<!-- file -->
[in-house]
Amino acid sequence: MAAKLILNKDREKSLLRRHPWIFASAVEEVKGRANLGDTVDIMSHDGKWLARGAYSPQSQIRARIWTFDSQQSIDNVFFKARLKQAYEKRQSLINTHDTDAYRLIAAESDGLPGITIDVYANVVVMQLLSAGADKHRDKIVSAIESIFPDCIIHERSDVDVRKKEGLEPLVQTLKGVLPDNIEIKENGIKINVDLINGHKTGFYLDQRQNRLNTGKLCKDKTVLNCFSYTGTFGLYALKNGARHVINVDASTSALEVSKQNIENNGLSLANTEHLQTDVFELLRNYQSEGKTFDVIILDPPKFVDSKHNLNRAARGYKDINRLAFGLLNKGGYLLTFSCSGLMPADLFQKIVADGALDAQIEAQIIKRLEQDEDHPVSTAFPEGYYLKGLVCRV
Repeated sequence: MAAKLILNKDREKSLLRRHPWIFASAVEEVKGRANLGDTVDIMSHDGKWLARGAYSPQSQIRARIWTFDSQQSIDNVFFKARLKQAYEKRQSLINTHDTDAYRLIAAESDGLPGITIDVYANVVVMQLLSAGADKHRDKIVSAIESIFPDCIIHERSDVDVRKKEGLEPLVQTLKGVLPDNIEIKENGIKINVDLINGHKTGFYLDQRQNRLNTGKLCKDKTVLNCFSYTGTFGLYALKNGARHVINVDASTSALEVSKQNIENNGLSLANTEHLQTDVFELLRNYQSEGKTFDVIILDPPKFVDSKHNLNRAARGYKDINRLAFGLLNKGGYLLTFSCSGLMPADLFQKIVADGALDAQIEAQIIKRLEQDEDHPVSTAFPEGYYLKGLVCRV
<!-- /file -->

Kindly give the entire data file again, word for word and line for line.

[in-house]
Amino acid sequence: MAAKLILNKDREKSLLRRHPWIFASAVEEVKGRANLGDTVDIMSHDGKWLARGAYSPQSQIRARIWTFDSQQSIDNVFFKARLKQAYEKRQSLINTHDTDAYRLIAAESDGLPGITIDVYANVVVMQLLSAGADKHRDKIVSAIESIFPDCIIHERSDVDVRKKEGLEPLVQTLKGVLPDNIEIKENGIKINVDLINGHKTGFYLDQRQNRLNTGKLCKDKTVLNCFSYTGTFGLYALKNGARHVINVDASTSALEVSKQNIENNGLSLANTEHLQTDVFELLRNYQSEGKTFDVIILDPPKFVDSKHNLNRAARGYKDINRLAFGLLNKGGYLLTFSCSGLMPADLFQKIVADGALDAQIEAQIIKRLEQDEDHPVSTAFPEGYYLKGLVCRV
Repeated sequence: MAAKLILNKDREKSLLRRHPWIFASAVEEVKGRANLGDTVDIMSHDGKWLARGAYSPQSQIRARIWTFDSQQSIDNVFFKARLKQAYEKRQSLINTHDTDAYRLIAAESDGLPGITIDVYANVVVMQLLSAGADKHRDKIVSAIESIFPDCIIHERSDVDVRKKEGLEPLVQTLKGVLPDNIEIKENGIKINVDLINGHKTGFYLDQRQNRLNTGKLCKDKTVLNCFSYTGTFGLYALKNGARHVINVDASTSALEVSKQNIENNGLSLANTEHLQTDVFELLRNYQSEGKTFDVIILDPPKFVDSKHNLNRAARGYKDINRLAFGLLNKGGYLLTFSCSGLMPADLFQKIVADGALDAQIEAQIIKRLEQDEDHPVSTAFPEGYYLKGLVCRV